- Cisler and other radical feminists argued that by restricting abortion to hospitals, the New York health commissioners discriminated against poor women. Clinics could provide safe abortions at much lower costs. Also, hospitals were not outfitted to provide for the large numbers of women who wanted a legal abortion. Eventually, profit and a limited concern for the health of poor women, who would be forced to continue to seek out cheap underground abortions, encouraged the establishment of low-cost abortion clinics. Manhattan Borough President Percy Sutton and NARAL fought for the legalization of freestanding clinics, which began to provide large numbers of safe, legal abortions at reasonable prices.79
- Cisler rejected two more restrictions proposed by the New York City and New York State health commissioners: "abortions may not be performed beyond a certain time in pregnancy, unless the woman's life is at stake," and "abortions may only be performed when the married woman's husband or the young single woman's parents give their consent." Cisler contended that both restrictions compromised the feminist ideal that a woman needed to decide what to do with her body under any and all circumstances. She added that opposition to these restrictions required little explanation, however. As with other restrictions she discussed, none but the pregnant woman--not husbands, parents, physicians, clergy, or the state--should ever decide whether to continue a woman's pregnancy.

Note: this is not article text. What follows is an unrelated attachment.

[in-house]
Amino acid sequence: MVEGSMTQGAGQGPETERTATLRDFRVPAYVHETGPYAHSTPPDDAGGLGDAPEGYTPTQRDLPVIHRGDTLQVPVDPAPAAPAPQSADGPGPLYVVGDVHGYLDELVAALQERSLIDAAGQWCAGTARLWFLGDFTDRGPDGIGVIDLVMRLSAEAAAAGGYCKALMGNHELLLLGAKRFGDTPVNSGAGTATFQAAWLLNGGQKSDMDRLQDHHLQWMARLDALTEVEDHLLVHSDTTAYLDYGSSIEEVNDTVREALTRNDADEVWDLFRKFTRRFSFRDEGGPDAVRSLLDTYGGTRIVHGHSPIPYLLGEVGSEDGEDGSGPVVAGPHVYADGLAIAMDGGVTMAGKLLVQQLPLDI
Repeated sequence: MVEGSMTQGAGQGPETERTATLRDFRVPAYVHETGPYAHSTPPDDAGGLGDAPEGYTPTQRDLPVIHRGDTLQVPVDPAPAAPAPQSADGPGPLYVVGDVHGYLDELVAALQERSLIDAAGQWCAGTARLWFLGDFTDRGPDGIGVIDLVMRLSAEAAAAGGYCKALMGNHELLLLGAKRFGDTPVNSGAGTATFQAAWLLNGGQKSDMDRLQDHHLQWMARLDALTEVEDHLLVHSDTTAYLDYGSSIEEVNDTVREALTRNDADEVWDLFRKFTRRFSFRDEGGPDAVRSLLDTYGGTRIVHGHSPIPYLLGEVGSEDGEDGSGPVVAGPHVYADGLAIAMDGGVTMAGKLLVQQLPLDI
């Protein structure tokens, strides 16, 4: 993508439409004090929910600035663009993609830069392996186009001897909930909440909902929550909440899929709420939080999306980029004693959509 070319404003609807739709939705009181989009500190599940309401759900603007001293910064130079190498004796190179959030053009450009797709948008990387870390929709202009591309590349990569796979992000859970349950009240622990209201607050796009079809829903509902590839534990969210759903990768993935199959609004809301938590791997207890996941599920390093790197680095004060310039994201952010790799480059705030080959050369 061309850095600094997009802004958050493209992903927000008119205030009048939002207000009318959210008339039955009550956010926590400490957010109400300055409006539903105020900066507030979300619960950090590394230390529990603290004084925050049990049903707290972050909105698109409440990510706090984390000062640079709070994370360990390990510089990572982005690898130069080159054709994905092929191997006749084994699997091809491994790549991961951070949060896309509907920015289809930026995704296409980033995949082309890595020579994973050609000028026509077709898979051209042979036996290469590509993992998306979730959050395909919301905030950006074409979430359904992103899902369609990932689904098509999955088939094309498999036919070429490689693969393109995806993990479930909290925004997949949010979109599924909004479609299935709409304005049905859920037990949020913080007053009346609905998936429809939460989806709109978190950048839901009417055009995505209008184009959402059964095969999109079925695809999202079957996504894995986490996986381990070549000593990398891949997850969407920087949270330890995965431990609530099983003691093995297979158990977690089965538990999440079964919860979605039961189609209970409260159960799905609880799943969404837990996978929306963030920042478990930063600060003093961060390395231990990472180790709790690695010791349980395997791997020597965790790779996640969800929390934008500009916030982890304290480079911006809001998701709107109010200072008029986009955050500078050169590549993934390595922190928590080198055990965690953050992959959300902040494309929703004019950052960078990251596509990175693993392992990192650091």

- Cisler worried that some abortion rights activists would accept the restrictions proposed by the health commissioners. Their blindness to the problems that restrictions could create for the least privileged women might produce class divisions within the movement, weakening it in the long run. Cisler explained this threat and her belief that radical feminists needed to take the lead within the abortion rights movement to ensure abortion rights for all women:
- All women are oppressed by the present abortion laws, by old style "reforms," and by seductive new fake-repeal bills and court decisions. But the possibility of fake repeal--if it becomes reality--is most dangerous: it will divide women from each other. It can buy off most middle-class women and make them believe things have really changed, while it  leaves poor women to suffer and keeps us all saddled with abortion laws for many more years to come. There are many nice people who would like to see abortion made more or less legal, but their reasons are fuzzy and their tactics acquiescent. Because no one else except the women's movement is going to cry out against these restrictions, it is up to feminists to make the strongest and most precise demands upon the lawmakers--who ostensibly exist to serve us. We will not accept insults and call them "steps in the right direction."80
- This passage cuts to the core of the radical feminist position in the abortion rights movement and delineates some of the fault lines within that same movement. Cisler argued that restrictions placed on abortion access had an oppressive effect on all women, but they hurt poor women more severely than middle-class women. Some mainstream feminist abortion rights activists (including National NOW), however, adopted moderate abortion law reform, because they hoped to achieve easier access to abortion for themselves and other women in their immediate milieu. As a result, they ignored the needs of poor women. Radical feminists, who saw themselves as the most revolutionary and genuine part of the feminist movement, underlined the importance of including all women in their demands for gender equality.